Joint eco-tourism zone at the Sino-Russian border?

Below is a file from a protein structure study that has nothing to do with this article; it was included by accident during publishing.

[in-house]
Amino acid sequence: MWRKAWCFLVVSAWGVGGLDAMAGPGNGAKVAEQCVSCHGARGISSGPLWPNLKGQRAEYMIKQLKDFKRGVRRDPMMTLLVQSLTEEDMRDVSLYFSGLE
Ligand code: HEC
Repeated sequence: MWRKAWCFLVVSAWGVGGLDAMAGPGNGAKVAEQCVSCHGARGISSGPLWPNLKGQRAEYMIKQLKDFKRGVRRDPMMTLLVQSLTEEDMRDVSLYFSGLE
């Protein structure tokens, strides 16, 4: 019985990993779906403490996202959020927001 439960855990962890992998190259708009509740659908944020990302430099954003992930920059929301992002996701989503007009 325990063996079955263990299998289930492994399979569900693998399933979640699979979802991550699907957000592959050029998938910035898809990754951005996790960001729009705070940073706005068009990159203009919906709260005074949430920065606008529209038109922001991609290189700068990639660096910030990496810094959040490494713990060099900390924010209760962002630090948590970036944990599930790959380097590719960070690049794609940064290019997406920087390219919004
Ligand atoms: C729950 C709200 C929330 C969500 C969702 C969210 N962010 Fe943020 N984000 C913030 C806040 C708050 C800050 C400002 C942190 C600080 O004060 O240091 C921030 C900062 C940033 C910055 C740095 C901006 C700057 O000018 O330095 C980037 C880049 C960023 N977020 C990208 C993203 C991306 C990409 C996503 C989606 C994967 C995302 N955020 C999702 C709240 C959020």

Yesterday, Heixiazi Island (or Bolshoy Ussuriysky Island, as it is known in Russia) officially opened for tourism. There was a ceremony, and a group of Chinese tourists visited the Island. China Daily (here and here), CRI English, CCTV and many others reported. The island at the confluence of the Amur the Ussuri rivers was a bone of contention in the process of settling the border dispute between the Russian Federation and the PRC. In 2004, Russia agreed to relinquish control over roughly half of the 335 km² island to China. In 2008, the border demarcation was complete. During Wen Jiabao’s visit in Moscow in November 2010 a joint statement was issued that Heixiaxi/Bolshoy Ussuriyskyi island would be cooperatively developed into an eco-tourism zone. Merely eight months later, the zone is up and running. Yet, it seems to be an exclusively Chinese affair, at least for the time being. Russian media have more or less ignored the event, or have briefly mentioned it in a different light. Komsomolskaya Pravda, for example, cites Xinhua on the matter and mentions that a Chinese travel agency has gained the exclusive right to organise tours.